I knew nothing about Colonial Willamsburg other than that it was a historical village where Amos Paul Kennedy Jr., the subject of my documentary, Proceed and Be Bold!, saw the press that changed his life.
I didn’t realize I was supposed to buy a ticket to enter the press room, and just got out of the car and ran to go find the room, because I had to be in Norfolk in 2 hours for the screening. I got to the press room, and was told by the re-enactor that I had made a documentary about a man who quit his job once he saw the printing press there and could I please just run down and take a photo? She was amazing and let me. I ran down the stairs and into the press room which was full of people and kids watching the two re-enactors in the room showing how a Gutenberg press is used. Gutenberg presses are really cool because they were modeled after winepresses. You can see this in the photo below.The paper is laid on top of the inked moveable type and a large wooden platform is pulled down on top of the paper to make the paper press into the moveable type and then when the paper is pulled out, it has been printed on! Substitute grapes where the moveable type and paper are in this photo and you’ve got a wine press!
I told the re-enactors and the rest of the people in the room that I had made a documentary about a man who had seen this press and had quit his job at AT&T at 40 years old and became a letterpress printer. They were all amazed. The male re-enactor told us all that he knew that people were using letterpresses to print wedding invitations and other work, but that “it’s hard to make a living as a letterpress printer.” I told him that I had seen that firsthand with Amos, the subject of my documentary, but that he has managed to make a living. The re-enactor was impressed and I gave him my card and said I would mail him a free copy of the film if he sent me his mailing address.
Then I told them I was showing the film in 6 different cities as part of a screening tour for the Mid Atlantic Arts Foundations’ On Screen/ In Person grant, and had to run to another screening and then quite literally ran back to my car so that I wouldn’t be late for Norfolk screening.
I got to the screening at the Chrysler Museum with 30 minutes to spare, checked the film to make sure it was projecting correctly, then was invited to walk around the 30 Americans exhibit at the Chrysler Museum where the documentary screening was. (Here’s a great video of the exhibit at the Corcoran Gallery.) The exhibit was made up of the work of 30 African Americans but the museum didn’t want to identify the artists just by the color of their skin and chose to call the exhibit 30 Americans which I thought was excellent and that name alone challenged the viewers of the gallery show, because of the experiences and perspectives of these 30 Americans which included Kara Walker and Kerry James Marshall. This exhibit was one of the most incredible art experiences I’ve ever had, and I was thrilled to be able to walk around and experience it during the screening of Proceed and Be Bold! at the museum.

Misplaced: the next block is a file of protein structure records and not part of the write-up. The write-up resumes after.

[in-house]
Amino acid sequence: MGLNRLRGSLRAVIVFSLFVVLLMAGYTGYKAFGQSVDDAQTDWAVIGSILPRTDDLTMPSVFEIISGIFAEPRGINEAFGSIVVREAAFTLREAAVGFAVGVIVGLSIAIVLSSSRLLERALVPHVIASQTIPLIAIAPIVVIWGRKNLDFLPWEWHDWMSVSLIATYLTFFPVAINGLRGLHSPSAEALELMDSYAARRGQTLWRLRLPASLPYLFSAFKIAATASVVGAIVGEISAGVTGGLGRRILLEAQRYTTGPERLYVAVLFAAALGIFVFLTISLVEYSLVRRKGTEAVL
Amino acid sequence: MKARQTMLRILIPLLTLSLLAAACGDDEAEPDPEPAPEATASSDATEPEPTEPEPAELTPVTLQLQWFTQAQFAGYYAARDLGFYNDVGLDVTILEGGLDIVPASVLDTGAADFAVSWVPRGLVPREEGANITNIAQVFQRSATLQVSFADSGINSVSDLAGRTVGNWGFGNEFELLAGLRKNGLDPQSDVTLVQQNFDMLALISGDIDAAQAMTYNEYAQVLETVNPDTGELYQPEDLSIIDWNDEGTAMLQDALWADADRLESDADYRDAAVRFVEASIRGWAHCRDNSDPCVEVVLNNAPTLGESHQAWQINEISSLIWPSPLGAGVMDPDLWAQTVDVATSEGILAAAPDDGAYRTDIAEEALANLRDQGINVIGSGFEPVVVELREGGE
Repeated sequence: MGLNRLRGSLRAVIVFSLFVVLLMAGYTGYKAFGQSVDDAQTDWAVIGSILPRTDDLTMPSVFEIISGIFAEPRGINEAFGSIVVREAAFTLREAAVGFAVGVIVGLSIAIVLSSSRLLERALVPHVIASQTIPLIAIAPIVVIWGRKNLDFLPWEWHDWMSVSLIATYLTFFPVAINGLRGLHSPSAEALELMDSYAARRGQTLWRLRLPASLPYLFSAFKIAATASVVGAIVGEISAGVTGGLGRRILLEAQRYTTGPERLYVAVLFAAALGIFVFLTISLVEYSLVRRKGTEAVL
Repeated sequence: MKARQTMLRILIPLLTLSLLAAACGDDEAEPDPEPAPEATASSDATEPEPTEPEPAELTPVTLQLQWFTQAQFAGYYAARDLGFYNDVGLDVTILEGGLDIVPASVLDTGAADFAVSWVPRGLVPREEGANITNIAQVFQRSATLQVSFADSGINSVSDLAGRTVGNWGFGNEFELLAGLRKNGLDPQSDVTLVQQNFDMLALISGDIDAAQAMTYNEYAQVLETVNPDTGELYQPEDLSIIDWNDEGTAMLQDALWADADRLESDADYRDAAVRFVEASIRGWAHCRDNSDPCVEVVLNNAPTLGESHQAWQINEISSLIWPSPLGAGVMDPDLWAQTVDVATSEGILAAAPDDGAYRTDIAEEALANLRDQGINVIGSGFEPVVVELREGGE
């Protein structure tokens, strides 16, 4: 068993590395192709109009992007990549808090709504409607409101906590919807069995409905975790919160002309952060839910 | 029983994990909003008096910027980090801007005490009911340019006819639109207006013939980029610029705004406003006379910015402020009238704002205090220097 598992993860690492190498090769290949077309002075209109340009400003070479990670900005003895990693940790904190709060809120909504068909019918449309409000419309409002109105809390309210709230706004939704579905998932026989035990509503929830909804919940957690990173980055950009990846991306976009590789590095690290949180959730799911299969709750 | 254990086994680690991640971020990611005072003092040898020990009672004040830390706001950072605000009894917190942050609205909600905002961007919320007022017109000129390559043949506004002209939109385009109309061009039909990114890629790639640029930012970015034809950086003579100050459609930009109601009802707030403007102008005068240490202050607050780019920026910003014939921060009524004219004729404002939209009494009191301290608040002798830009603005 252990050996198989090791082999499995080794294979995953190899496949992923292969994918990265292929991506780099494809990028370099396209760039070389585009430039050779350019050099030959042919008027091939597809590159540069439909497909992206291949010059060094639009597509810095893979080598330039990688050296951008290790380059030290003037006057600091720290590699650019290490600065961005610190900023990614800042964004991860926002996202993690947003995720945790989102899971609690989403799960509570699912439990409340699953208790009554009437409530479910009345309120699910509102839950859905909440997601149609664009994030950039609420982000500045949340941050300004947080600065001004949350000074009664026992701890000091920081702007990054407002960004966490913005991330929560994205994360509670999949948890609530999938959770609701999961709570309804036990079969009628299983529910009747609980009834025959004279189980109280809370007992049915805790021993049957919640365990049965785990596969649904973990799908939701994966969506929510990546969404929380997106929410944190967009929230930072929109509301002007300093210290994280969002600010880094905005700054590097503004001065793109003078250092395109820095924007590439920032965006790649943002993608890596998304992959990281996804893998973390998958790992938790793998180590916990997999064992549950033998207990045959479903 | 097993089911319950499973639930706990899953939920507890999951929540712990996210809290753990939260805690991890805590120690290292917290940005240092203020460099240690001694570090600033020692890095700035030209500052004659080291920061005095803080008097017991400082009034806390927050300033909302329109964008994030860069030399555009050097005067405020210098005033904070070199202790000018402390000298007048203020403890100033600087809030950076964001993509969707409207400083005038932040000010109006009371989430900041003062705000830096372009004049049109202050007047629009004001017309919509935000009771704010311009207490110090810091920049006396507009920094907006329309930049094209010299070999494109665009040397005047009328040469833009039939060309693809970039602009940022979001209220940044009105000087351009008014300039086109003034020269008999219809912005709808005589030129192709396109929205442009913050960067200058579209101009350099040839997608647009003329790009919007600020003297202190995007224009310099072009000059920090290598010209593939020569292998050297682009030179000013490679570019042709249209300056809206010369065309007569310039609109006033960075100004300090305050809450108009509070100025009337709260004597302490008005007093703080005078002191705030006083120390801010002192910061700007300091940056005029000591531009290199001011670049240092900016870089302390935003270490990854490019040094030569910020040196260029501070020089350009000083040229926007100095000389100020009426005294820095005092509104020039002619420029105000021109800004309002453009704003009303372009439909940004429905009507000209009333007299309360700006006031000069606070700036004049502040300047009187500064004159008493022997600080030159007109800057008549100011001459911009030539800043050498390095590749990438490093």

An art instructor invited her class to the screening, because her class focused on art made after the year 2000, and she said that she felt that the messages of Kennedy’s posters fit into the 30 Americans Exhibit that the Chrysler Museum currently had at the museum. She said she could see his posters fitting into the graphic text portion of the exhibit, and having just walked around the exhibit during the screening, I agreed with her completely. In fact, the paintings with quotes on them were the ones that stopped me.
There were also direct quotes from the artists themselves painted on the walls of the exhibit, and I think this one fits perfectly with what I think is one of Kennedy’s main messages in his printing.